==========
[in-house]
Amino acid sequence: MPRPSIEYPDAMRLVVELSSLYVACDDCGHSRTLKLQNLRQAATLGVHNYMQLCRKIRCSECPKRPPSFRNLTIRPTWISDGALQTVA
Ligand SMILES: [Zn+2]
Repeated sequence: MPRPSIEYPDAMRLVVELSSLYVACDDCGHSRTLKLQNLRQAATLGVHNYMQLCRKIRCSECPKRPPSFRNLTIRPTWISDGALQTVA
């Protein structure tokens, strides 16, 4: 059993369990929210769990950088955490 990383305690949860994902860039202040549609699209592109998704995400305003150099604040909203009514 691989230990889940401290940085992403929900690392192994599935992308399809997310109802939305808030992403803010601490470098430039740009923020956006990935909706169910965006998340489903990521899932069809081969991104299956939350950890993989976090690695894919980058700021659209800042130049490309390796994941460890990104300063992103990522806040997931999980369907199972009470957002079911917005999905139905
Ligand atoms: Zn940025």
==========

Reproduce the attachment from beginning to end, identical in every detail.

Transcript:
[in-house]
Amino acid sequence: MPRPSIEYPDAMRLVVELSSLYVACDDCGHSRTLKLQNLRQAATLGVHNYMQLCRKIRCSECPKRPPSFRNLTIRPTWISDGALQTVA
Ligand SMILES: [Zn+2]
Repeated sequence: MPRPSIEYPDAMRLVVELSSLYVACDDCGHSRTLKLQNLRQAATLGVHNYMQLCRKIRCSECPKRPPSFRNLTIRPTWISDGALQTVA
């Protein structure tokens, strides 16, 4: 059993369990929210769990950088955490 990383305690949860994902860039202040549609699209592109998704995400305003150099604040909203009514 691989230990889940401290940085992403929900690392192994599935992308399809997310109802939305808030992403803010601490470098430039740009923020956006990935909706169910965006998340489903990521899932069809081969991104299956939350950890993989976090690695894919980058700021659209800042130049490309390796994941460890990104300063992103990522806040997931999980369907199972009470957002079911917005999905139905
Ligand atoms: Zn940025």